Enjoy!


Black History Month: Celebrate music with these great Americans! bulletin board


Black History Month: Celebrate music with these great Americans! bulletin board


Black History Month: Celebrate music with these great Americans! bulletin board


Black History Month: Celebrate music with these great Americans! bulletin board


Black History Month: Celebrate music with these great Americans! bulletin board


Black History Month: Celebrate music with these great Americans! bulletin board


Black History Month: Celebrate music with these great Americans! bulletin board



Monday, January 16, 2017

String Fest Reflection Letters



String Fest concert reflection letter

Our annual district-wide String Fest field trip and concert is done for another year!  Instead of having students write up a reflection sheet to share their thoughts about their experience, this year elementary orchestra students wrote letters to the middle and high school orchestra students.  They answered essentially the same questions I would have asked them anyway, but this way they were able to communicate with students they performed alongside last week.  We took a large chunk of time during full orchestra to write letters, and I graded them based on how many questions were responded to in the letter.  Next, I sent them to our middle and high school teachers to distribute to their students.  Hoping we'll get a response!  Students really got into this writing assignment because they knew they were writing to real people--some even addressed their letter to an older sibling or neighbor in orchestra :)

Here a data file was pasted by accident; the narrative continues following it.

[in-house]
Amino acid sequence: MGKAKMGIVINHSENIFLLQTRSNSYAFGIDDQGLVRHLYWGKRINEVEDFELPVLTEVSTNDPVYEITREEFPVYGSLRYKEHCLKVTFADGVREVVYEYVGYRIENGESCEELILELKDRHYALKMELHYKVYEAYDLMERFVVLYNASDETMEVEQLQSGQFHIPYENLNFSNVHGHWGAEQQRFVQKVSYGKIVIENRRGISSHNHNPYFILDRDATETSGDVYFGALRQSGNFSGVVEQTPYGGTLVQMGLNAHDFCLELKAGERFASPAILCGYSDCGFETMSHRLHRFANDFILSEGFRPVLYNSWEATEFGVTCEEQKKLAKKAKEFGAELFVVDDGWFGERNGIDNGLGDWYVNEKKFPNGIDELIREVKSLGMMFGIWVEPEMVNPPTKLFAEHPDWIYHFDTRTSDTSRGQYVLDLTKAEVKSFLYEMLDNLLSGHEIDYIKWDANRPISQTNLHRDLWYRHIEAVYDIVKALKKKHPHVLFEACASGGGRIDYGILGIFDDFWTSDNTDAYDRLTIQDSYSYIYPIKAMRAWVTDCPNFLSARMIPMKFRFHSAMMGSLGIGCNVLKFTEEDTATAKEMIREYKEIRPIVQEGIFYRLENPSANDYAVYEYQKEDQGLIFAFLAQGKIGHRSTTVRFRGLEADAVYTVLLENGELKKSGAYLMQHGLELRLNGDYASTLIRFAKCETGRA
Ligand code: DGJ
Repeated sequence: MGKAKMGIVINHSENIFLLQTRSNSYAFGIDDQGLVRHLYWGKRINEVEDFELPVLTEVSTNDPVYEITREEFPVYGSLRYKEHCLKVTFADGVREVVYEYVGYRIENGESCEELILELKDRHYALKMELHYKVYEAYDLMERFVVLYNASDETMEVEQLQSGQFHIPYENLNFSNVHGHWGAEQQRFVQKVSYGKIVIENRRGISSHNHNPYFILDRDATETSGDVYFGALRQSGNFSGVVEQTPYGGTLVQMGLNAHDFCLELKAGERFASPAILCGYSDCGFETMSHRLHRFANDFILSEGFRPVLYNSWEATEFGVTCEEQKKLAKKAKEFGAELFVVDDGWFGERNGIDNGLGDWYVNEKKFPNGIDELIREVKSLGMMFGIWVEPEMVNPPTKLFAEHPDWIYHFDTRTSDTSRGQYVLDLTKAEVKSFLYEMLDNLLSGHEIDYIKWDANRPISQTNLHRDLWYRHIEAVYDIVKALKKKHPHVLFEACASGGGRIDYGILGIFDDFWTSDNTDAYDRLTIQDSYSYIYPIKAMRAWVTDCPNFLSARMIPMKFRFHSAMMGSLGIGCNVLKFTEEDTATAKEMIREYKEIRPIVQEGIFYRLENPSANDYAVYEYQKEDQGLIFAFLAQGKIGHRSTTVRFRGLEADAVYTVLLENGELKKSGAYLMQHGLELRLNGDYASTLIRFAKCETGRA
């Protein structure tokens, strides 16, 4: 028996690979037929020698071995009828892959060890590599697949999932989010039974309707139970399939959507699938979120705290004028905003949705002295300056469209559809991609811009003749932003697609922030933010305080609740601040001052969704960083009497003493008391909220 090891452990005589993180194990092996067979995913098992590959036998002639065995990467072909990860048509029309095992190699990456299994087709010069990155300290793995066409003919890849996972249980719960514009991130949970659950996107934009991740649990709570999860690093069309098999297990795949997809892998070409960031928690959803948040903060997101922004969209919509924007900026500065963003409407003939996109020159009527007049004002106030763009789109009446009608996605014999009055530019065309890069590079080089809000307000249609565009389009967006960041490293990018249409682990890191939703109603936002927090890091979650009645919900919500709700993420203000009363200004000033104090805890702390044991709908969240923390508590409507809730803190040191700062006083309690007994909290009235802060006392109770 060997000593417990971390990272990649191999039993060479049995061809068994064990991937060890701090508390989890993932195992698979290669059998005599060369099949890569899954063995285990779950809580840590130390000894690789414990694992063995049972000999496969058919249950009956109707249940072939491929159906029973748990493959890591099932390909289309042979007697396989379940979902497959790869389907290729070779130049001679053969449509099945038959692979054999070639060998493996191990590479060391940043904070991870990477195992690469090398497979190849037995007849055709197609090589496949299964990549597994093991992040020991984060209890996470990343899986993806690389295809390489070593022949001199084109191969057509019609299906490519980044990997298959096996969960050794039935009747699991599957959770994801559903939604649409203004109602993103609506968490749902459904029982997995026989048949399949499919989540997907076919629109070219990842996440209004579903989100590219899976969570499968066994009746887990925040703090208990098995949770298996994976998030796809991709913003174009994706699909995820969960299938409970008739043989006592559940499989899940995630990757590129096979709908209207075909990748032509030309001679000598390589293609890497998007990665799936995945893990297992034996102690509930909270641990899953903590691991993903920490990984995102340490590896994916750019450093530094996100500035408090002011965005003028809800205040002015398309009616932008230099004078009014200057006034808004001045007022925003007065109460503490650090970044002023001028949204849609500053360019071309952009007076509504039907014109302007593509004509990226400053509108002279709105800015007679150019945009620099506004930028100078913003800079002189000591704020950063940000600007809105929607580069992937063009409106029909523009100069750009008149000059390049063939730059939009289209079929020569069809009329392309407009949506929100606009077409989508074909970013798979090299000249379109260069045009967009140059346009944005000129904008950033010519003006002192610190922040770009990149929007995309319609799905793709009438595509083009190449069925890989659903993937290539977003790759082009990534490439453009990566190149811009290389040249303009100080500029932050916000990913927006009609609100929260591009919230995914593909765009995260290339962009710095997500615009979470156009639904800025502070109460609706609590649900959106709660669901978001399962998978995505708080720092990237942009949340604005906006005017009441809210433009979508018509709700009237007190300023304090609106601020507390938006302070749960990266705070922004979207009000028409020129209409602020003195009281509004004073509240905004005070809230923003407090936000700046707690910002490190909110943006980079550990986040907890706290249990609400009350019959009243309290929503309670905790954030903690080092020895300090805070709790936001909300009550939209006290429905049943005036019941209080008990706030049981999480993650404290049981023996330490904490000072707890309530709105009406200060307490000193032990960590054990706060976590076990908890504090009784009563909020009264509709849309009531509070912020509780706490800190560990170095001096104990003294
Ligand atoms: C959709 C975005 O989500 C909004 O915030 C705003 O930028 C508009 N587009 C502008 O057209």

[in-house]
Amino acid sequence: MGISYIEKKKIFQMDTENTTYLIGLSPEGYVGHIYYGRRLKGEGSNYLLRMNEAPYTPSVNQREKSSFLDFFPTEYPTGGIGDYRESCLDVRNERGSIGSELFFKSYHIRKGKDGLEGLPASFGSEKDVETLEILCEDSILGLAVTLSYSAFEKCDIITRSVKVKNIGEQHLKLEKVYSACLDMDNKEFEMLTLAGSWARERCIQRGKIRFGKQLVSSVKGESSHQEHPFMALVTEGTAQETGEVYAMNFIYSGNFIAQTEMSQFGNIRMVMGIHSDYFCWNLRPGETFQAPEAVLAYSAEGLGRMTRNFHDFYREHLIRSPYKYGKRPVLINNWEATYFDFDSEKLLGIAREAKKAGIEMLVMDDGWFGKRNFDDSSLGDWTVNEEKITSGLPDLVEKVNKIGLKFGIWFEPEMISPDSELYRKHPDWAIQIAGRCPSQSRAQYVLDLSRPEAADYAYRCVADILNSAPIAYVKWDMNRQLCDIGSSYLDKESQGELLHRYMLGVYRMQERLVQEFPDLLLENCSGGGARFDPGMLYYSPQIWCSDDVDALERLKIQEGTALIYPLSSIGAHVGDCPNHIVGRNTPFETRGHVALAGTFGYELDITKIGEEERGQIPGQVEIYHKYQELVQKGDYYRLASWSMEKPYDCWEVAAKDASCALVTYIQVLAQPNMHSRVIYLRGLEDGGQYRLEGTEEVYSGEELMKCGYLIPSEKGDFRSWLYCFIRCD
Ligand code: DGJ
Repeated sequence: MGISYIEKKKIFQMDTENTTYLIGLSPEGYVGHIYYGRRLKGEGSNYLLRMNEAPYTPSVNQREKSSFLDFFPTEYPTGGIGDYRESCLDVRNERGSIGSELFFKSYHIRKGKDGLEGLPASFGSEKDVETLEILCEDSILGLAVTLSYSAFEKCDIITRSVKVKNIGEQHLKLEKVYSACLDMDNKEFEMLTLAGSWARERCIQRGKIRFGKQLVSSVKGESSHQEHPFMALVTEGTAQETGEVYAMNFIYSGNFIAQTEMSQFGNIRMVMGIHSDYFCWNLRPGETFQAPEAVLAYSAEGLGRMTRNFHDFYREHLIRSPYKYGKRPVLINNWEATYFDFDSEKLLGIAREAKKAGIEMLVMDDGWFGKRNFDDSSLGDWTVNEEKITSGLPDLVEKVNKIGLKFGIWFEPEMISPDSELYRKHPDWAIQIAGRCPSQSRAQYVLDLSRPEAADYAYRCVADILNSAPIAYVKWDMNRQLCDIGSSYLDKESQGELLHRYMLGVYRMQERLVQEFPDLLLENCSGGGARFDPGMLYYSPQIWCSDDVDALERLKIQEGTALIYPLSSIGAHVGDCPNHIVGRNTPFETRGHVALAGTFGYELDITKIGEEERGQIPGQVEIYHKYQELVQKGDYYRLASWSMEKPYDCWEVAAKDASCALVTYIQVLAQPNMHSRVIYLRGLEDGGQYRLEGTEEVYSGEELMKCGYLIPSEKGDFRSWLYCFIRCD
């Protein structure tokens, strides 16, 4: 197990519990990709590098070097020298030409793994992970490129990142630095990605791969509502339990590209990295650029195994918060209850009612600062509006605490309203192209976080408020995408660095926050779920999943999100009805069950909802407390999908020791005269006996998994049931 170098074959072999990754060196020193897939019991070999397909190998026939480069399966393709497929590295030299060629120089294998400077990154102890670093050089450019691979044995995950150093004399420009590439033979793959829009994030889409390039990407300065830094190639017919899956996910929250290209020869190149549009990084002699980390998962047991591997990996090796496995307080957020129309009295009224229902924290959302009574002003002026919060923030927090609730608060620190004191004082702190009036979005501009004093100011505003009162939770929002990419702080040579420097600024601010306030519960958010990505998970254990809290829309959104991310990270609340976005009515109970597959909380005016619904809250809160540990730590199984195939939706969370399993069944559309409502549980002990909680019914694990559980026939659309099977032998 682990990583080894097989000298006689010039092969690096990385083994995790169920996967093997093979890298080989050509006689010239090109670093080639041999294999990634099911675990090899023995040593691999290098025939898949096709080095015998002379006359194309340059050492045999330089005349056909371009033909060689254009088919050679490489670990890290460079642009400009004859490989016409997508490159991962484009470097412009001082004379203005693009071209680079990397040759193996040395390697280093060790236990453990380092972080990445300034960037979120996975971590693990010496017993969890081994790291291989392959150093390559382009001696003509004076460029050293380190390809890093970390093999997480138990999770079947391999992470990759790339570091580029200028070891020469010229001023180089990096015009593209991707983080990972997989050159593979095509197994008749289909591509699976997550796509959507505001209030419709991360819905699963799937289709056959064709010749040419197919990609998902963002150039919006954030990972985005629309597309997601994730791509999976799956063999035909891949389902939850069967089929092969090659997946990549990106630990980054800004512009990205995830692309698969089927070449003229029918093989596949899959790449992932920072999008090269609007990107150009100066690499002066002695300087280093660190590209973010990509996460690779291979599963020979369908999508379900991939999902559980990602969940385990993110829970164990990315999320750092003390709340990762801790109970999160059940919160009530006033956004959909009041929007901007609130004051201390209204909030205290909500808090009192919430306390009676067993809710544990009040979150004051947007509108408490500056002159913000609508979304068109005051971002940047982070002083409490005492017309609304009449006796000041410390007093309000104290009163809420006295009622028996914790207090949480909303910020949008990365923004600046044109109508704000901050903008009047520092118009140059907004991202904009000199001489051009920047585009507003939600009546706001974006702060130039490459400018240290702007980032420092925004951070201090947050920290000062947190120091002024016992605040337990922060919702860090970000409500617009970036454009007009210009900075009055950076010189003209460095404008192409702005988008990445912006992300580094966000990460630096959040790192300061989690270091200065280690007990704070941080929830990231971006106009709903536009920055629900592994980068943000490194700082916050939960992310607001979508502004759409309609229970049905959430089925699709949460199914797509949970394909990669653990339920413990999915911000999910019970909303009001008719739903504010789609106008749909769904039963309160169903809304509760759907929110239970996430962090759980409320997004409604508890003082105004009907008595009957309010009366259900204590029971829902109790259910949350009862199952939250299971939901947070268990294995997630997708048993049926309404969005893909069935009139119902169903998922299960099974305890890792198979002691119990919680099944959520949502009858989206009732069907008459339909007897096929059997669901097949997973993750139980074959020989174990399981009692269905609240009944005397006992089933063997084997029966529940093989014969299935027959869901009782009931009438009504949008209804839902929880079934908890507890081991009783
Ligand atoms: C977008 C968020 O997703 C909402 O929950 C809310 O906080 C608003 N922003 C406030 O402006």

String Fest concert reflection letter